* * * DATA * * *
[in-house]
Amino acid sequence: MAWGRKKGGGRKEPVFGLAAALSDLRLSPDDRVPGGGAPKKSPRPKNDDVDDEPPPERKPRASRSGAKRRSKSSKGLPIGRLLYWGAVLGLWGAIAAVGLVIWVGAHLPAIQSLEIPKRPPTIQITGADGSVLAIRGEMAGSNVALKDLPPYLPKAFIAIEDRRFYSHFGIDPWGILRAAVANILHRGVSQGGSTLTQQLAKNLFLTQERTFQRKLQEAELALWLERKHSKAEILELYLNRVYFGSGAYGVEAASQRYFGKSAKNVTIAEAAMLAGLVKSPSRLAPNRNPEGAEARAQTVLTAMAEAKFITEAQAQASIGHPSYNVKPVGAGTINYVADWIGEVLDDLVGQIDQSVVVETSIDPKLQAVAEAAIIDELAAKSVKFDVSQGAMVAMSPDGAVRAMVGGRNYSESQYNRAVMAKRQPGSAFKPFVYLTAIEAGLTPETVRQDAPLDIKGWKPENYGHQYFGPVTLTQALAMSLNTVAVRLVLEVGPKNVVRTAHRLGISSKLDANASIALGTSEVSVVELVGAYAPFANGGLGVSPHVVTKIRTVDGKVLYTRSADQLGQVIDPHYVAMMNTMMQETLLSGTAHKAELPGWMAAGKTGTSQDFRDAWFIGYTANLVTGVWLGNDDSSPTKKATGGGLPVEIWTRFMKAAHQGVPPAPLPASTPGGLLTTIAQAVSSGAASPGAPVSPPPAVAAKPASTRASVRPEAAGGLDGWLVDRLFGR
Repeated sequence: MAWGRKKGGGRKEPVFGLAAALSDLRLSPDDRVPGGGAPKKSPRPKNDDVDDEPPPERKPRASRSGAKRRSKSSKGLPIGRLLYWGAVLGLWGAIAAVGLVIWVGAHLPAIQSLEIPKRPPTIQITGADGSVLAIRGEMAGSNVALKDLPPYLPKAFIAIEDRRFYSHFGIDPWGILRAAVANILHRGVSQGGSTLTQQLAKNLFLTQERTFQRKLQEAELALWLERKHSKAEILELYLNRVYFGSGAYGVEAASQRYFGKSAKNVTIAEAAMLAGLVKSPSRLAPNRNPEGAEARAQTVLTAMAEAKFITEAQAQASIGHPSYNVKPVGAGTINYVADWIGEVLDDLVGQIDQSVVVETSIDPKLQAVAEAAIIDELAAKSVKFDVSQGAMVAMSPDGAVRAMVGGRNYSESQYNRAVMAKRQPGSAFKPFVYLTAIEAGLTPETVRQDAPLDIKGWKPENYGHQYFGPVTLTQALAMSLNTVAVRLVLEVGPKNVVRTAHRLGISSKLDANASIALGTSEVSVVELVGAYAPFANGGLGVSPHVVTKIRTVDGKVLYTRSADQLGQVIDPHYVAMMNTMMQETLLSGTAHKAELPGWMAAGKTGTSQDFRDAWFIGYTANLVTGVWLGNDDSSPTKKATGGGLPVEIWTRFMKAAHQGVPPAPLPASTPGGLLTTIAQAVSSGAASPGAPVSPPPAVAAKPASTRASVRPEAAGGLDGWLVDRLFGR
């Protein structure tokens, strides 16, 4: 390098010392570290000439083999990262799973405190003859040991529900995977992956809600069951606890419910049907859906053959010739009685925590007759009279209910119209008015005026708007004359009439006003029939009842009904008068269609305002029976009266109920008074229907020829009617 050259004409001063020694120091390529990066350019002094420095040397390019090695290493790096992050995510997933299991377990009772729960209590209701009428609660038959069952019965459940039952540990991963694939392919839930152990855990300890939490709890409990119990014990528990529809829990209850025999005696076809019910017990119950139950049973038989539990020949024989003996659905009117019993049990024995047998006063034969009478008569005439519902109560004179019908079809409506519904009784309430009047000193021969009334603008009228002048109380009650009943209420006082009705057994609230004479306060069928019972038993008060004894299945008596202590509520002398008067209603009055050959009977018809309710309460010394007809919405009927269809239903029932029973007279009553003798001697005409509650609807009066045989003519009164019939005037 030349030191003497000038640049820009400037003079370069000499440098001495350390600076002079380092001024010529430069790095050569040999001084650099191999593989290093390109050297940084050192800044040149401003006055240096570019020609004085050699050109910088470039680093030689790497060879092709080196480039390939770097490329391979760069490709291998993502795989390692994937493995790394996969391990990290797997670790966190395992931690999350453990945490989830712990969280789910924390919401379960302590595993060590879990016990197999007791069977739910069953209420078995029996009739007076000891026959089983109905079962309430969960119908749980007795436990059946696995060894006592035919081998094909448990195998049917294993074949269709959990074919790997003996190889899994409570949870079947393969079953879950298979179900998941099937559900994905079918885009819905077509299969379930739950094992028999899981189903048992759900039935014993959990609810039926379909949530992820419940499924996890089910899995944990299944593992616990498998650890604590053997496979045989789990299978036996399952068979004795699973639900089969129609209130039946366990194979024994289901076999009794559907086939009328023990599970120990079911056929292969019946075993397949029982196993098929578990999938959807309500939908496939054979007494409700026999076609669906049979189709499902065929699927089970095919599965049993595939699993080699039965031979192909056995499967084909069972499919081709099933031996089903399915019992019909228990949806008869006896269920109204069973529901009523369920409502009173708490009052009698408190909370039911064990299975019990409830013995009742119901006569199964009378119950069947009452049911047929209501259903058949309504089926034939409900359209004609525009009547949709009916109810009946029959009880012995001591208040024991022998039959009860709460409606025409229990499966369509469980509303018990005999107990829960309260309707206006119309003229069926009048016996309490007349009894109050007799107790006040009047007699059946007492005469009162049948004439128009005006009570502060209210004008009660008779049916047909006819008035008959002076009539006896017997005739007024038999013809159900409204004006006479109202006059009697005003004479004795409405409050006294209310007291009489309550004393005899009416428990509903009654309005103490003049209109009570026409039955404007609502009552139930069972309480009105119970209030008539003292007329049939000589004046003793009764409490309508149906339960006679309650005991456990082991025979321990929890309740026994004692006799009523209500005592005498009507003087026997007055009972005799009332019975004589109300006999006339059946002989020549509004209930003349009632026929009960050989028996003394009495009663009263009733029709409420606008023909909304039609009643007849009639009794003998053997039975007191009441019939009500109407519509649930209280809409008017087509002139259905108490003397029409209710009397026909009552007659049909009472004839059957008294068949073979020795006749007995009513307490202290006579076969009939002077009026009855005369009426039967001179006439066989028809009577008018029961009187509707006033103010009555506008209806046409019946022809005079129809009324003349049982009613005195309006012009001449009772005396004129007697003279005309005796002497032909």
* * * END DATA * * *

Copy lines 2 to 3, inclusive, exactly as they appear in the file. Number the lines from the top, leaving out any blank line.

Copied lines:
Amino acid sequence: MAWGRKKGGGRKEPVFGLAAALSDLRLSPDDRVPGGGAPKKSPRPKNDDVDDEPPPERKPRASRSGAKRRSKSSKGLPIGRLLYWGAVLGLWGAIAAVGLVIWVGAHLPAIQSLEIPKRPPTIQITGADGSVLAIRGEMAGSNVALKDLPPYLPKAFIAIEDRRFYSHFGIDPWGILRAAVANILHRGVSQGGSTLTQQLAKNLFLTQERTFQRKLQEAELALWLERKHSKAEILELYLNRVYFGSGAYGVEAASQRYFGKSAKNVTIAEAAMLAGLVKSPSRLAPNRNPEGAEARAQTVLTAMAEAKFITEAQAQASIGHPSYNVKPVGAGTINYVADWIGEVLDDLVGQIDQSVVVETSIDPKLQAVAEAAIIDELAAKSVKFDVSQGAMVAMSPDGAVRAMVGGRNYSESQYNRAVMAKRQPGSAFKPFVYLTAIEAGLTPETVRQDAPLDIKGWKPENYGHQYFGPVTLTQALAMSLNTVAVRLVLEVGPKNVVRTAHRLGISSKLDANASIALGTSEVSVVELVGAYAPFANGGLGVSPHVVTKIRTVDGKVLYTRSADQLGQVIDPHYVAMMNTMMQETLLSGTAHKAELPGWMAAGKTGTSQDFRDAWFIGYTANLVTGVWLGNDDSSPTKKATGGGLPVEIWTRFMKAAHQGVPPAPLPASTPGGLLTTIAQAVSSGAASPGAPVSPPPAVAAKPASTRASVRPEAAGGLDGWLVDRLFGR
Repeated sequence: MAWGRKKGGGRKEPVFGLAAALSDLRLSPDDRVPGGGAPKKSPRPKNDDVDDEPPPERKPRASRSGAKRRSKSSKGLPIGRLLYWGAVLGLWGAIAAVGLVIWVGAHLPAIQSLEIPKRPPTIQITGADGSVLAIRGEMAGSNVALKDLPPYLPKAFIAIEDRRFYSHFGIDPWGILRAAVANILHRGVSQGGSTLTQQLAKNLFLTQERTFQRKLQEAELALWLERKHSKAEILELYLNRVYFGSGAYGVEAASQRYFGKSAKNVTIAEAAMLAGLVKSPSRLAPNRNPEGAEARAQTVLTAMAEAKFITEAQAQASIGHPSYNVKPVGAGTINYVADWIGEVLDDLVGQIDQSVVVETSIDPKLQAVAEAAIIDELAAKSVKFDVSQGAMVAMSPDGAVRAMVGGRNYSESQYNRAVMAKRQPGSAFKPFVYLTAIEAGLTPETVRQDAPLDIKGWKPENYGHQYFGPVTLTQALAMSLNTVAVRLVLEVGPKNVVRTAHRLGISSKLDANASIALGTSEVSVVELVGAYAPFANGGLGVSPHVVTKIRTVDGKVLYTRSADQLGQVIDPHYVAMMNTMMQETLLSGTAHKAELPGWMAAGKTGTSQDFRDAWFIGYTANLVTGVWLGNDDSSPTKKATGGGLPVEIWTRFMKAAHQGVPPAPLPASTPGGLLTTIAQAVSSGAASPGAPVSPPPAVAAKPASTRASVRPEAAGGLDGWLVDRLFGR